The Risk of “Phantom Income” as a Small Business Owner
Phantom income occurs when there is revenue that is reported to the IRS by an entity for tax purposes, but the entity or the individual never actually receives any income. For “pass-through” entities, where income and subsequent losses are passed through to the owners of the company (as opposed to the entity itself), this poses potential problems for business owners and silent investors. Such pass-through entities where taxes do not need to be filed for the entity itself, including partnerships, LLCs (at least those not taxed as corporation), and S-Corporations, these risks can arise. Alternatively, traditional C-Corporations are taxed at the entity-level and shareholders pay tax on distributions are actually made.
In a simple Partnership or LLC, phantom income may occur when the entity has taxable income for a given fiscal year (let’s say $300,000), but that income is reinvested back into – or retained by – the company, as opposed to each owner taking their ‘share of the profits’. For these pass-through tax entities, all the taxable income generated by the entity is attributed to the business owners on a K-1 form relative to each owner’s percentage of ownership – even if the funds are not actually distributed.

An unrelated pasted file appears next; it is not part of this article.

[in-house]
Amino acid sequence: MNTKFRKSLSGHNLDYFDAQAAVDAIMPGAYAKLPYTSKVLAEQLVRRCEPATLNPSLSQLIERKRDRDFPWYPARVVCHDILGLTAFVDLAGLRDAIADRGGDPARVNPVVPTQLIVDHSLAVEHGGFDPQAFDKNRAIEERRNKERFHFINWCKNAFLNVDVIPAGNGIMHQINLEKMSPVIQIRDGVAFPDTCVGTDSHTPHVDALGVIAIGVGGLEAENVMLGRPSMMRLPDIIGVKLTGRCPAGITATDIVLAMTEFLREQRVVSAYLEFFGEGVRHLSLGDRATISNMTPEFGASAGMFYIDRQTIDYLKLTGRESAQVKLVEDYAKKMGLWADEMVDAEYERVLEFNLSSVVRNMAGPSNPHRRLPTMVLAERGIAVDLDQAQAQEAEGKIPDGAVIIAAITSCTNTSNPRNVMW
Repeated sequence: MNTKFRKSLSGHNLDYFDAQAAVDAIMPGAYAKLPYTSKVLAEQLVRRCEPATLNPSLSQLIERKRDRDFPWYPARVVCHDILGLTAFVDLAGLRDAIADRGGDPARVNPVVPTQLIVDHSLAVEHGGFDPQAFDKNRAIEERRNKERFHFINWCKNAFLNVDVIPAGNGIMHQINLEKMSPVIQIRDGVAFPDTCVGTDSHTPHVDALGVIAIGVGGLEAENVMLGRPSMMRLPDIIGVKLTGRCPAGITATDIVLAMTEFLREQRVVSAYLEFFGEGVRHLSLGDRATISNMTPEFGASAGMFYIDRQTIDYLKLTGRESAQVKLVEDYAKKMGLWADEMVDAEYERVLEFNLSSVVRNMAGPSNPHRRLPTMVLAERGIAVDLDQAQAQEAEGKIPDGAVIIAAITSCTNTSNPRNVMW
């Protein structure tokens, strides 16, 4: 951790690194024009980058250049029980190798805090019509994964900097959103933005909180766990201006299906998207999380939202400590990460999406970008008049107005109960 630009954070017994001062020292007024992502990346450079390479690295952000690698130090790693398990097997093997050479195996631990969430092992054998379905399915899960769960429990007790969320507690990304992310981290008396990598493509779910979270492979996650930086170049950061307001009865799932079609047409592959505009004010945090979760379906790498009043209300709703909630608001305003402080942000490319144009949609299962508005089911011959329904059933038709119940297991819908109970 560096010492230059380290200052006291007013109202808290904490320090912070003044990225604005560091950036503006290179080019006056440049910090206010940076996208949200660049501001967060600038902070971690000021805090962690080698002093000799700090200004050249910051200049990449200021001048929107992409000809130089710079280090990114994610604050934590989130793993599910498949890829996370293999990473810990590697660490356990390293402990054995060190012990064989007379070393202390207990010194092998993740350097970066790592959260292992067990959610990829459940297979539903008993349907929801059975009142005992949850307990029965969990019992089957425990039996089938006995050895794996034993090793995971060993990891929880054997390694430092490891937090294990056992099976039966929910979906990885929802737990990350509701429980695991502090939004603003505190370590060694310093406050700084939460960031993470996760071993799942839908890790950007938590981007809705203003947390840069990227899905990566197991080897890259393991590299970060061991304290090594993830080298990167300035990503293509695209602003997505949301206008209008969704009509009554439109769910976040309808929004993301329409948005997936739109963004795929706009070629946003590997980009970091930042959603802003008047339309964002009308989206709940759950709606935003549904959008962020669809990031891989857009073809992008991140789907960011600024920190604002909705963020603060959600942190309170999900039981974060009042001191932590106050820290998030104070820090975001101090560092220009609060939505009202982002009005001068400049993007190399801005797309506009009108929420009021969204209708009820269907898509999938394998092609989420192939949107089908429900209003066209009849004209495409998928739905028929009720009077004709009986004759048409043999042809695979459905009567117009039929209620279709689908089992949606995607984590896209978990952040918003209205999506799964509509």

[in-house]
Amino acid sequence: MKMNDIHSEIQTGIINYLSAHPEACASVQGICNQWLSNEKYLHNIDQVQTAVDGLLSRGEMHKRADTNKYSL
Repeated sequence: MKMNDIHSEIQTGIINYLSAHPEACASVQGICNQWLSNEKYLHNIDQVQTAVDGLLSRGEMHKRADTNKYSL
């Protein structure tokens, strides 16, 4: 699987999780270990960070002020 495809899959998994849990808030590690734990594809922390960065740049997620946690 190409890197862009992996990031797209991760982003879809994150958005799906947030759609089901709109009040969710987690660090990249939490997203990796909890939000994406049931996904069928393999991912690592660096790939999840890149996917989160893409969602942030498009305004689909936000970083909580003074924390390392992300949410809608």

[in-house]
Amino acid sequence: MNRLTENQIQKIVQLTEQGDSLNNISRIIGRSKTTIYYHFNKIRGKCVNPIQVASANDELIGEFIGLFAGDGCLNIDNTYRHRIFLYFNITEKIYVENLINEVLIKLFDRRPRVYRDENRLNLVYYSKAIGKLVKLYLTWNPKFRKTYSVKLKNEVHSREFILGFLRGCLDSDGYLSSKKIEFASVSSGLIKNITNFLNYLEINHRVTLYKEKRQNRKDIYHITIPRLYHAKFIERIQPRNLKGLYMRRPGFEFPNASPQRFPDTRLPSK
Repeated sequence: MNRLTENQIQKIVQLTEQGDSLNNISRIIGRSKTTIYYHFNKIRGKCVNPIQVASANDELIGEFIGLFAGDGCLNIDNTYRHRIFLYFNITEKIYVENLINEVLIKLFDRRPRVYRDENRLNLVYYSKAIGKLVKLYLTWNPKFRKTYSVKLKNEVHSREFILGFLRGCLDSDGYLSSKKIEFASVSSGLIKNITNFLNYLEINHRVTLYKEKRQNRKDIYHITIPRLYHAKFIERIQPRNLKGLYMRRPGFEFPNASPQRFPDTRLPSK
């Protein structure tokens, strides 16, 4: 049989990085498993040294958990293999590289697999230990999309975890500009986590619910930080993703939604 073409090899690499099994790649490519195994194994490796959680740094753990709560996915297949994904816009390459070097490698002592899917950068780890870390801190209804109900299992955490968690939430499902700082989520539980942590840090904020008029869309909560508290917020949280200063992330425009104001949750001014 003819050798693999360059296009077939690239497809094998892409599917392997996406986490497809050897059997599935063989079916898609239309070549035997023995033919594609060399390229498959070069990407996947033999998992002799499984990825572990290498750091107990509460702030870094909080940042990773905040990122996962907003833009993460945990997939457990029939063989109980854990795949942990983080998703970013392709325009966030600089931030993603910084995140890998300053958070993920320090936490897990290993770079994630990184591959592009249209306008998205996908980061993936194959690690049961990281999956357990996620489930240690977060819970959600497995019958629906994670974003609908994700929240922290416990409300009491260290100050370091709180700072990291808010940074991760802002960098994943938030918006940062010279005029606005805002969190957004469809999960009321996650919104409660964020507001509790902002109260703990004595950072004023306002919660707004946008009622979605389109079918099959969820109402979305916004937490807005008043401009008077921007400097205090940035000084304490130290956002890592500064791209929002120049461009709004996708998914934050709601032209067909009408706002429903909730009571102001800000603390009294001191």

Accordingly, although the company may distribute zero funds to the owners, those owners are still on the hook for their share of the taxes. Using the same $300,000 income for an LLC as an example, if an owner has a 50% stake in the LLC, they would be on the hook for the taxes due on $150,000 in taxable income (which could be a tax bill of $25,000), despite never receiving any distributions themselves as income. We call this “Phantom Income”.
What should you be looking out for, either as a small business owner, investor, or silent partner? We advise our clients to include a ‘Tax Distribution Clause’ (or similar type of clause) in partnership agreements, bylaws and LLC Operating Agreements. These clauses require the entity itself to estimate the amount of tax each shareholder is obligated to pay on the ‘phantom income’, and to then pay that amount of tax to the shareholder to cover the tax liability. This may be done on a quarterly or annual basis, but it ensures that investors and shareholders, minority or not, are not left to deal with a surprisingly high tax bill when tax season rolls around.
The type of entity you choose to form is an important decision – choosing wisely and understanding the pros and cons can give, and engaging an experienced attorney to draft the operative documents – can give you peace of mind. If you plan to form a new business or register an existing business, contact Boston Business Lawyers at The Jacobs Law LLC today at 1-800-652-4783 or email us at ContactUs@TheJacobsLaw.com